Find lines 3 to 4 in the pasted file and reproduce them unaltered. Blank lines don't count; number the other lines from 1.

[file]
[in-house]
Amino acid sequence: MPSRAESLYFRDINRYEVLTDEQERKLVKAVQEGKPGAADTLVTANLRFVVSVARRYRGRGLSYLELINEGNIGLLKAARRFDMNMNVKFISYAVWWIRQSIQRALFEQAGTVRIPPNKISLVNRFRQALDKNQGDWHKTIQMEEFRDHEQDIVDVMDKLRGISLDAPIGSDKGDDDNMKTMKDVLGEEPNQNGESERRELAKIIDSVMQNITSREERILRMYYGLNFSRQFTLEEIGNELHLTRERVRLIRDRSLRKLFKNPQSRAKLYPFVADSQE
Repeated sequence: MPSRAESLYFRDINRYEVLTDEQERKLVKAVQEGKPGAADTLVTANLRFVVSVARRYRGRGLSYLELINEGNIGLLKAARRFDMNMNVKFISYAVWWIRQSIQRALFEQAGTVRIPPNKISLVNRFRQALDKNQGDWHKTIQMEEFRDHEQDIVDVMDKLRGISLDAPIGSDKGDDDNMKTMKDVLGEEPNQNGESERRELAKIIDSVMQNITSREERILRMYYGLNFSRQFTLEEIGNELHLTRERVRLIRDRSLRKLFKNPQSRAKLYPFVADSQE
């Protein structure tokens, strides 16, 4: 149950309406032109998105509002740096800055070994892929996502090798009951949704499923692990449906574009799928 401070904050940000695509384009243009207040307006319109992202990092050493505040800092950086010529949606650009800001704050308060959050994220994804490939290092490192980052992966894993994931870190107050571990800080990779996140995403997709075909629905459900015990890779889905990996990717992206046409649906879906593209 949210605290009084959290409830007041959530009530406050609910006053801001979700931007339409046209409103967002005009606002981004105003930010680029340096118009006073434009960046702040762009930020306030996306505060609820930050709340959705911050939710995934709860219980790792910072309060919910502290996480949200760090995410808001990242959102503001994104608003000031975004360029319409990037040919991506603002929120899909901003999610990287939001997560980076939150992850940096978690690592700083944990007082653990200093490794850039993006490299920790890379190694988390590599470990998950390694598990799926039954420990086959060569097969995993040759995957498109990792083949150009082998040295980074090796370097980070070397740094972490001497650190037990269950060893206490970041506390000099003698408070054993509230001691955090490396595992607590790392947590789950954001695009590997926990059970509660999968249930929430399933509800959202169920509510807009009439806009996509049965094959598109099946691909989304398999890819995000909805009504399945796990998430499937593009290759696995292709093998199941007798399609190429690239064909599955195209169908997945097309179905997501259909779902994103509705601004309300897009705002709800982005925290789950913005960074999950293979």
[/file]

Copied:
Repeated sequence: MPSRAESLYFRDINRYEVLTDEQERKLVKAVQEGKPGAADTLVTANLRFVVSVARRYRGRGLSYLELINEGNIGLLKAARRFDMNMNVKFISYAVWWIRQSIQRALFEQAGTVRIPPNKISLVNRFRQALDKNQGDWHKTIQMEEFRDHEQDIVDVMDKLRGISLDAPIGSDKGDDDNMKTMKDVLGEEPNQNGESERRELAKIIDSVMQNITSREERILRMYYGLNFSRQFTLEEIGNELHLTRERVRLIRDRSLRKLFKNPQSRAKLYPFVADSQE
């Protein structure tokens, strides 16, 4: 149950309406032109998105509002740096800055070994892929996502090798009951949704499923692990449906574009799928 401070904050940000695509384009243009207040307006319109992202990092050493505040800092950086010529949606650009800001704050308060959050994220994804490939290092490192980052992966894993994931870190107050571990800080990779996140995403997709075909629905459900015990890779889905990996990717992206046409649906879906593209 949210605290009084959290409830007041959530009530406050609910006053801001979700931007339409046209409103967002005009606002981004105003930010680029340096118009006073434009960046702040762009930020306030996306505060609820930050709340959705911050939710995934709860219980790792910072309060919910502290996480949200760090995410808001990242959102503001994104608003000031975004360029319409990037040919991506603002929120899909901003999610990287939001997560980076939150992850940096978690690592700083944990007082653990200093490794850039993006490299920790890379190694988390590599470990998950390694598990799926039954420990086959060569097969995993040759995957498109990792083949150009082998040295980074090796370097980070070397740094972490001497650190037990269950060893206490970041506390000099003698408070054993509230001691955090490396595992607590790392947590789950954001695009590997926990059970509660999968249930929430399933509800959202169920509510807009009439806009996509049965094959598109099946691909989304398999890819995000909805009504399945796990998430499937593009290759696995292709093998199941007798399609190429690239064909599955195209169908997945097309179905997501259909779902994103509705601004309300897009705002709800982005925290789950913005960074999950293979």